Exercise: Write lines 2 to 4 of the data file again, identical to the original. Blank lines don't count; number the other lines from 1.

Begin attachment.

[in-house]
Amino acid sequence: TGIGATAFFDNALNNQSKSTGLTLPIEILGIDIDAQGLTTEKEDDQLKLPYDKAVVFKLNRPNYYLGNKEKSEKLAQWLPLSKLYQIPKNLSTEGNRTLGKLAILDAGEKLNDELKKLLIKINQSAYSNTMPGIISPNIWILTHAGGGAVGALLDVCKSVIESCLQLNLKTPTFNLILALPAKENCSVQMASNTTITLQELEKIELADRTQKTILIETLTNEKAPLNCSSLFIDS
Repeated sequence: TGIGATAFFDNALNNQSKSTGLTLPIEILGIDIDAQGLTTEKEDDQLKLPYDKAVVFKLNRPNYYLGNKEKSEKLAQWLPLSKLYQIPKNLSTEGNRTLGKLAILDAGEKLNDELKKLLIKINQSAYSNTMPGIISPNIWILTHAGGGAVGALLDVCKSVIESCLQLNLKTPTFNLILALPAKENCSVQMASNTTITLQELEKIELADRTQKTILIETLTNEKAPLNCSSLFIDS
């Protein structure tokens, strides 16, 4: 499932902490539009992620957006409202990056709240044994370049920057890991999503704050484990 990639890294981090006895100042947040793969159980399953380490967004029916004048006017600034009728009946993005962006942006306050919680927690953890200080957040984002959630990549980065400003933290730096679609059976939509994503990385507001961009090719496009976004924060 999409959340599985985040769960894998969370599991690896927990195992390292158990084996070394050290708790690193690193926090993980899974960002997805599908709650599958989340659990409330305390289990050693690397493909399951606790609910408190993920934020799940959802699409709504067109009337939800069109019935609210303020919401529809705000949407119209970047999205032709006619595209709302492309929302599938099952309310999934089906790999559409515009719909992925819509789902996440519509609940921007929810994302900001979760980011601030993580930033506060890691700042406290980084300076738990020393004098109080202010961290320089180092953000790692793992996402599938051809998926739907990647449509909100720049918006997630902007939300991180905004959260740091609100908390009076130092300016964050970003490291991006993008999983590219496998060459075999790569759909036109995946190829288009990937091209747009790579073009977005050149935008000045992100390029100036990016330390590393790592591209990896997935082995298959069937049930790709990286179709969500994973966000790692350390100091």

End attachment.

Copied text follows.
Amino acid sequence: TGIGATAFFDNALNNQSKSTGLTLPIEILGIDIDAQGLTTEKEDDQLKLPYDKAVVFKLNRPNYYLGNKEKSEKLAQWLPLSKLYQIPKNLSTEGNRTLGKLAILDAGEKLNDELKKLLIKINQSAYSNTMPGIISPNIWILTHAGGGAVGALLDVCKSVIESCLQLNLKTPTFNLILALPAKENCSVQMASNTTITLQELEKIELADRTQKTILIETLTNEKAPLNCSSLFIDS
Repeated sequence: TGIGATAFFDNALNNQSKSTGLTLPIEILGIDIDAQGLTTEKEDDQLKLPYDKAVVFKLNRPNYYLGNKEKSEKLAQWLPLSKLYQIPKNLSTEGNRTLGKLAILDAGEKLNDELKKLLIKINQSAYSNTMPGIISPNIWILTHAGGGAVGALLDVCKSVIESCLQLNLKTPTFNLILALPAKENCSVQMASNTTITLQELEKIELADRTQKTILIETLTNEKAPLNCSSLFIDS
């Protein structure tokens, strides 16, 4: 499932902490539009992620957006409202990056709240044994370049920057890991999503704050484990 990639890294981090006895100042947040793969159980399953380490967004029916004048006017600034009728009946993005962006942006306050919680927690953890200080957040984002959630990549980065400003933290730096679609059976939509994503990385507001961009090719496009976004924060 999409959340599985985040769960894998969370599991690896927990195992390292158990084996070394050290708790690193690193926090993980899974960002997805599908709650599958989340659990409330305390289990050693690397493909399951606790609910408190993920934020799940959802699409709504067109009337939800069109019935609210303020919401529809705000949407119209970047999205032709006619595209709302492309929302599938099952309310999934089906790999559409515009719909992925819509789902996440519509609940921007929810994302900001979760980011601030993580930033506060890691700042406290980084300076738990020393004098109080202010961290320089180092953000790692793992996402599938051809998926739907990647449509909100720049918006997630902007939300991180905004959260740091609100908390009076130092300016964050970003490291991006993008999983590219496998060459075999790569759909036109995946190829288009990937091209747009790579073009977005050149935008000045992100390029100036990016330390590393790592591209990896997935082995298959069937049930790709990286179709969500994973966000790692350390100091």